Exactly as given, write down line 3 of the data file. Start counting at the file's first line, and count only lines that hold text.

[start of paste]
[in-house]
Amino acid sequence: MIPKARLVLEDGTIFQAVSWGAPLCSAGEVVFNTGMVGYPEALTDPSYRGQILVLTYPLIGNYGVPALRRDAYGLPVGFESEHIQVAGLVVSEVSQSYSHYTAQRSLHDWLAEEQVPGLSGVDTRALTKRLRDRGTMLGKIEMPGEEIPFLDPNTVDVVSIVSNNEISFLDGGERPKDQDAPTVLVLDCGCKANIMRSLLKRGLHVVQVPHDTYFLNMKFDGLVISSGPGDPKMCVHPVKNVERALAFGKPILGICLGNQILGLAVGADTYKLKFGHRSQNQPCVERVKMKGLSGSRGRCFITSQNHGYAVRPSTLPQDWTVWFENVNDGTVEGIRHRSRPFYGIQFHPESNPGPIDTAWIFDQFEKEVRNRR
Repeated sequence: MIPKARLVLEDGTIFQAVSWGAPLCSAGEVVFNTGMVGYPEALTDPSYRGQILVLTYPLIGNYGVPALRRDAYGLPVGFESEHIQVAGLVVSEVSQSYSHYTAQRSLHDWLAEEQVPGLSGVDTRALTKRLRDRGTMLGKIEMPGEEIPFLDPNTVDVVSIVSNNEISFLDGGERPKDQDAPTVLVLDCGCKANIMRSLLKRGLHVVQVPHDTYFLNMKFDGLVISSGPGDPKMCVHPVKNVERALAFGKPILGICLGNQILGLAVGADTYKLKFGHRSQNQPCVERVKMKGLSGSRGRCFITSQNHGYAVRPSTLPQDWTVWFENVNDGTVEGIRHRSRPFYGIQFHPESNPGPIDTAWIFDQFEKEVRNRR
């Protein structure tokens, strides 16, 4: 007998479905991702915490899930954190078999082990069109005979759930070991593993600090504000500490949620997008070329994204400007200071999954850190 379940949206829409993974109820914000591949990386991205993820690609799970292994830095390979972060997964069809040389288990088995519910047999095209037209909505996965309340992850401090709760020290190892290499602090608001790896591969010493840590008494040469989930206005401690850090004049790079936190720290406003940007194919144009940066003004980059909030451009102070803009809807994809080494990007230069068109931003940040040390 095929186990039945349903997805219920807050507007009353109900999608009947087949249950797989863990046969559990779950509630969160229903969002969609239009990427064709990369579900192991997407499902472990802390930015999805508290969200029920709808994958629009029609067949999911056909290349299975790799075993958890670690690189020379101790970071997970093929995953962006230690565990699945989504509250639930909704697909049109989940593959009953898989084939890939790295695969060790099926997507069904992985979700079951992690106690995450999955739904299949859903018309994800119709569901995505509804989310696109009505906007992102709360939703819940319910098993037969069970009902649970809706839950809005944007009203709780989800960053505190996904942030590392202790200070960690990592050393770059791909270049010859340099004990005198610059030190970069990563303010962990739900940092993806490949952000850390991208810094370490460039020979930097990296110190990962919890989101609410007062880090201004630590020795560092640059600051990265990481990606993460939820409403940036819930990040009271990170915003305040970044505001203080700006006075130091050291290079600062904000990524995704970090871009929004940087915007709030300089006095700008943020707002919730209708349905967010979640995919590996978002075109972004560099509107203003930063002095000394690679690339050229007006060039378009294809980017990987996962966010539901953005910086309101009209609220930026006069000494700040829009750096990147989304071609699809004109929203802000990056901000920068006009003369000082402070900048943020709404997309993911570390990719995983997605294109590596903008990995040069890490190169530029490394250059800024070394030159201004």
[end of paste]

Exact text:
Repeated sequence: MIPKARLVLEDGTIFQAVSWGAPLCSAGEVVFNTGMVGYPEALTDPSYRGQILVLTYPLIGNYGVPALRRDAYGLPVGFESEHIQVAGLVVSEVSQSYSHYTAQRSLHDWLAEEQVPGLSGVDTRALTKRLRDRGTMLGKIEMPGEEIPFLDPNTVDVVSIVSNNEISFLDGGERPKDQDAPTVLVLDCGCKANIMRSLLKRGLHVVQVPHDTYFLNMKFDGLVISSGPGDPKMCVHPVKNVERALAFGKPILGICLGNQILGLAVGADTYKLKFGHRSQNQPCVERVKMKGLSGSRGRCFITSQNHGYAVRPSTLPQDWTVWFENVNDGTVEGIRHRSRPFYGIQFHPESNPGPIDTAWIFDQFEKEVRNRR